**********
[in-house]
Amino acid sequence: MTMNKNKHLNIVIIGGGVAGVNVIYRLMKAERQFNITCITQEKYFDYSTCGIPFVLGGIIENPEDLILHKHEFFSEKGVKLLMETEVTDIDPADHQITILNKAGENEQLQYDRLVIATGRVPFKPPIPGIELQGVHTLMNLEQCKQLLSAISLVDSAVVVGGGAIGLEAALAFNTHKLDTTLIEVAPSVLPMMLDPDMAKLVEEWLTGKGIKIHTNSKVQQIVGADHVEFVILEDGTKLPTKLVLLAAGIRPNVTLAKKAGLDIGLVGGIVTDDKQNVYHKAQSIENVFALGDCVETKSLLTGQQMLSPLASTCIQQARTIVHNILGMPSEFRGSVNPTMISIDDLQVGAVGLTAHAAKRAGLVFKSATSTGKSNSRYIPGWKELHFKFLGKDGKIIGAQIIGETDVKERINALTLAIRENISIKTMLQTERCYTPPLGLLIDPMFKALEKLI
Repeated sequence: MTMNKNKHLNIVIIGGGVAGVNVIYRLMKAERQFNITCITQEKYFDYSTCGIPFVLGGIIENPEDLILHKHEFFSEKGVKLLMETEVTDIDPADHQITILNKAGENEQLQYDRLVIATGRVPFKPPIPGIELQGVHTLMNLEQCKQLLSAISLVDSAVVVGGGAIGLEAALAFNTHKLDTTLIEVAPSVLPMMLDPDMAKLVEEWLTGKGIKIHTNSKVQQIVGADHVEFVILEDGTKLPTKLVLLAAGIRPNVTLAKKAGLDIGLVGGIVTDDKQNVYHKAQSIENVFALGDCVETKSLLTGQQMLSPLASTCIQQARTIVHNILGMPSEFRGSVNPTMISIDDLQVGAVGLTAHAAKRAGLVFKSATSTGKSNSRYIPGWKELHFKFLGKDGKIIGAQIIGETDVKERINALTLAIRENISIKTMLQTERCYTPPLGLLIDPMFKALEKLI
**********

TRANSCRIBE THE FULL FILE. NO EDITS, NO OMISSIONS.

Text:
[in-house]
Amino acid sequence: MTMNKNKHLNIVIIGGGVAGVNVIYRLMKAERQFNITCITQEKYFDYSTCGIPFVLGGIIENPEDLILHKHEFFSEKGVKLLMETEVTDIDPADHQITILNKAGENEQLQYDRLVIATGRVPFKPPIPGIELQGVHTLMNLEQCKQLLSAISLVDSAVVVGGGAIGLEAALAFNTHKLDTTLIEVAPSVLPMMLDPDMAKLVEEWLTGKGIKIHTNSKVQQIVGADHVEFVILEDGTKLPTKLVLLAAGIRPNVTLAKKAGLDIGLVGGIVTDDKQNVYHKAQSIENVFALGDCVETKSLLTGQQMLSPLASTCIQQARTIVHNILGMPSEFRGSVNPTMISIDDLQVGAVGLTAHAAKRAGLVFKSATSTGKSNSRYIPGWKELHFKFLGKDGKIIGAQIIGETDVKERINALTLAIRENISIKTMLQTERCYTPPLGLLIDPMFKALEKLI
Repeated sequence: MTMNKNKHLNIVIIGGGVAGVNVIYRLMKAERQFNITCITQEKYFDYSTCGIPFVLGGIIENPEDLILHKHEFFSEKGVKLLMETEVTDIDPADHQITILNKAGENEQLQYDRLVIATGRVPFKPPIPGIELQGVHTLMNLEQCKQLLSAISLVDSAVVVGGGAIGLEAALAFNTHKLDTTLIEVAPSVLPMMLDPDMAKLVEEWLTGKGIKIHTNSKVQQIVGADHVEFVILEDGTKLPTKLVLLAAGIRPNVTLAKKAGLDIGLVGGIVTDDKQNVYHKAQSIENVFALGDCVETKSLLTGQQMLSPLASTCIQQARTIVHNILGMPSEFRGSVNPTMISIDDLQVGAVGLTAHAAKRAGLVFKSATSTGKSNSRYIPGWKELHFKFLGKDGKIIGAQIIGETDVKERINALTLAIRENISIKTMLQTERCYTPPLGLLIDPMFKALEKLI